In the past, I’ve seen parents who were frantically scared yell at their children for doing something that put themselves in harm’s way. Maybe that was the case here. Perhaps the little girl had wandered off and gotten lost for awhile; perhaps she had stepped in front of a car and her mother was trying to make her understand not do it again. With my limited Spanish skills, I had no way of knowing. I didn’t understand the context.

It frustrated me. Should I be outraged? Or should I be understanding? Was this a one-off occurrence, or was the little girl subject to tirades like this all the time? And even if the worst were true, what could I, a tourist to this country, do about it?

The five of us just stood there for the longest time, frozen like a tableau. The angry mother with her arms folded in front of her chest; the nonchalant father whose eyes never met anyone else’s; the outraged American woman with her fists on her hips; the little girl with the quivering lip; and me.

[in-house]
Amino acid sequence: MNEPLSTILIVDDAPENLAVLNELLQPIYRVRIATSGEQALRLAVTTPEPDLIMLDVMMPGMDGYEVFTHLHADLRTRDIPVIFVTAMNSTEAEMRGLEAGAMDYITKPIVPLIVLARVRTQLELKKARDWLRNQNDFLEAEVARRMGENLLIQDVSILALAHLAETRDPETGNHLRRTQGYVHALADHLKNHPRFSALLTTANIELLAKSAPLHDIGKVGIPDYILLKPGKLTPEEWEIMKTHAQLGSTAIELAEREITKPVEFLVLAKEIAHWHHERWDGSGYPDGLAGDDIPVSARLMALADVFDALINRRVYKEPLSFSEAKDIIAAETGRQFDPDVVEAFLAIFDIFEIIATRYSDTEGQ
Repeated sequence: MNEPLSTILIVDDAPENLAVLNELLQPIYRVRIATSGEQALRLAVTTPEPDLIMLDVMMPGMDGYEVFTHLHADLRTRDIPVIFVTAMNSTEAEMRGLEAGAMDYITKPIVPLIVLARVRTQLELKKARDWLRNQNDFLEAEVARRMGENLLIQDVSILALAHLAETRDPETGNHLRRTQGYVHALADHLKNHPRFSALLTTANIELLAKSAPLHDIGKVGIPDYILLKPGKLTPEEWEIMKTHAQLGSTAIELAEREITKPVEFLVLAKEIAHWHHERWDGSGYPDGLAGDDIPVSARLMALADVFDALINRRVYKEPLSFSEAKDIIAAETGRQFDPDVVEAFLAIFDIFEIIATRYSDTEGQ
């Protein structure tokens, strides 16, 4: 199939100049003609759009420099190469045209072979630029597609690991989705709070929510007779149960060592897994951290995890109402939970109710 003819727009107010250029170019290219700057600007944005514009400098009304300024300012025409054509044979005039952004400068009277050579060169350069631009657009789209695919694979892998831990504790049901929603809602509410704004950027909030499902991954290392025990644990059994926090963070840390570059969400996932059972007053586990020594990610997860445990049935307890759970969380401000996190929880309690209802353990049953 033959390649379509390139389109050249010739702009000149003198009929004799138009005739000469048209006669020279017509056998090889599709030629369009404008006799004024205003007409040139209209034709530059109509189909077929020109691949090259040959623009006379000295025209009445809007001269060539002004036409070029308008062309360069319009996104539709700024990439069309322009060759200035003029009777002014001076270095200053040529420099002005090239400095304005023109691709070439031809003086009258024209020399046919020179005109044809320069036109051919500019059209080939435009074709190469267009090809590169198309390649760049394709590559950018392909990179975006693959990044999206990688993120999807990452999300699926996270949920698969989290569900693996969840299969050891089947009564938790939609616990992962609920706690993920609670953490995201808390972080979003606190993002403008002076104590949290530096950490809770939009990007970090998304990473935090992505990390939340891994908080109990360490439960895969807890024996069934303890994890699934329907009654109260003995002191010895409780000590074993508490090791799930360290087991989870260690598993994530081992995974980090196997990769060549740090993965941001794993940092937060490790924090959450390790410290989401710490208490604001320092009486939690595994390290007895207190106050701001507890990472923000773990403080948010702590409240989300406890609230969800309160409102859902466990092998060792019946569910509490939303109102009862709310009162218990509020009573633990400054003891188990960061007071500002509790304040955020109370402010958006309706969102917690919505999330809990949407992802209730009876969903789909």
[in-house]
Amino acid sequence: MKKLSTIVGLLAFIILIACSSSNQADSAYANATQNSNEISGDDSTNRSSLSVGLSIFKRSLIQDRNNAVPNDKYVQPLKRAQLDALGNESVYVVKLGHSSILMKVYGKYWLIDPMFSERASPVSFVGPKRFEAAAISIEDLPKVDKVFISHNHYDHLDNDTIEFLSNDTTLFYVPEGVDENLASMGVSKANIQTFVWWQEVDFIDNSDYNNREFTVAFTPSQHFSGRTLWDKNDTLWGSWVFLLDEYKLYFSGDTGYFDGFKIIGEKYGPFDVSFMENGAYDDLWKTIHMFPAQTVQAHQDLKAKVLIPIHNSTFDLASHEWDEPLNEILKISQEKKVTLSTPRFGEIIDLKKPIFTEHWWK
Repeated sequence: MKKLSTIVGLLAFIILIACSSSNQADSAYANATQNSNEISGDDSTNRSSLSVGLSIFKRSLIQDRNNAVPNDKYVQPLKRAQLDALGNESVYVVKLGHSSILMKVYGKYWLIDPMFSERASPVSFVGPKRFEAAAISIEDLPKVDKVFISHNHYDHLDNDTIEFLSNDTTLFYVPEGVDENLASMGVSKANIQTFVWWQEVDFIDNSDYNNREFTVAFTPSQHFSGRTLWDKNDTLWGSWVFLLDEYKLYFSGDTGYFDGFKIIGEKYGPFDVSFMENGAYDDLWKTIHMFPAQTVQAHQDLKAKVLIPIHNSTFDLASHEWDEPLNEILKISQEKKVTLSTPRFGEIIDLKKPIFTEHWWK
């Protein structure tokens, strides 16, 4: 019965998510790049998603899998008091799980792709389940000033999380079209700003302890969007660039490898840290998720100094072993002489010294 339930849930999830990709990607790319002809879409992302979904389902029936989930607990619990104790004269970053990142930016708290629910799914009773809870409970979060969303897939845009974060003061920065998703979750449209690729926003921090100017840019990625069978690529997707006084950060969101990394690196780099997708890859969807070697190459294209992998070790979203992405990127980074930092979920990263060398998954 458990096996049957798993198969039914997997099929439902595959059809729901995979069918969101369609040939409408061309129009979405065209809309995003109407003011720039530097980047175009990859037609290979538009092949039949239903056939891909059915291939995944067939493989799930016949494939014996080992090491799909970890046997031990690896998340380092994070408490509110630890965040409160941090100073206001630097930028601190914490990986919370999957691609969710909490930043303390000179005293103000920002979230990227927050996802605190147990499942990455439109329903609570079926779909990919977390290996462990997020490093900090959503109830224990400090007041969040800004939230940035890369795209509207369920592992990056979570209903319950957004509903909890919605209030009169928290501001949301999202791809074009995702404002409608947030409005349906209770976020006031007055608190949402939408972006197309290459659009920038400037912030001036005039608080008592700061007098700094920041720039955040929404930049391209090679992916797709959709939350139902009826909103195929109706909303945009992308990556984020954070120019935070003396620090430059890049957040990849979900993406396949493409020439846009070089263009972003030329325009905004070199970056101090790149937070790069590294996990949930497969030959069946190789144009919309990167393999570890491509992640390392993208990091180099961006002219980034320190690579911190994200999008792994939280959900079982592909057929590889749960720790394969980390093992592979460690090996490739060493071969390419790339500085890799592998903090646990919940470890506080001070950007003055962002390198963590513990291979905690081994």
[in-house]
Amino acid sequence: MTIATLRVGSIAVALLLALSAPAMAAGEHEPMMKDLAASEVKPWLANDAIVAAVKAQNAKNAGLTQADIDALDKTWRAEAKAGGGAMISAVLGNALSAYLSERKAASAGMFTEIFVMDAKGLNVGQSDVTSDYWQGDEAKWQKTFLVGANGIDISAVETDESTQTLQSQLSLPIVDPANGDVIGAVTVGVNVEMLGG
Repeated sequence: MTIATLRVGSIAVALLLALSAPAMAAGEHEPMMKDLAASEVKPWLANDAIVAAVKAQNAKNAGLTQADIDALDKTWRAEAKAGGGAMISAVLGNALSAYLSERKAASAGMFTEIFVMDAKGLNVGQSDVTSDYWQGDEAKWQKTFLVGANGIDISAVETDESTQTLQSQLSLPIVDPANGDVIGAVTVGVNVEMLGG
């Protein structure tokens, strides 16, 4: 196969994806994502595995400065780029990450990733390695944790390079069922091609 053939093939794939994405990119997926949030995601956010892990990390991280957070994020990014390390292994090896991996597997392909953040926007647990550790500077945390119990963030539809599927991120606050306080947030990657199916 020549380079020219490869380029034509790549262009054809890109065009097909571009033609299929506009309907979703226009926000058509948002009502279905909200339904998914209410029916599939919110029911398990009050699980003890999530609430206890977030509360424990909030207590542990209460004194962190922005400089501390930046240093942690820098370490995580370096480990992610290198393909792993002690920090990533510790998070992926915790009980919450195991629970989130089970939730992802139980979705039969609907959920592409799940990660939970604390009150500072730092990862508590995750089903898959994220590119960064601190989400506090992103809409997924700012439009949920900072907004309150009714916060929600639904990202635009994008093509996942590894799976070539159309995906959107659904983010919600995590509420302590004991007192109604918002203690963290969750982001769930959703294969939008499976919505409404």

Finally, I broke the moment. I excused myself, turned, and walked away from the scene and down the street. Was I a coward to walk away from the situation? Perhaps. But I just couldn’t bear standing in that space any more, between two women who were equally uncomfortable to be around and a situation I couldn’t change.

Have you ever encountered an uncomfortable situation like this while traveling in a foreign country? What did you do about it?

Gray March 26, 2012 at 4:44 pm

Oh for sure, Judy. If I saw someone manhandling the kid, that’d be a different story. And I do hope everyone feels that way.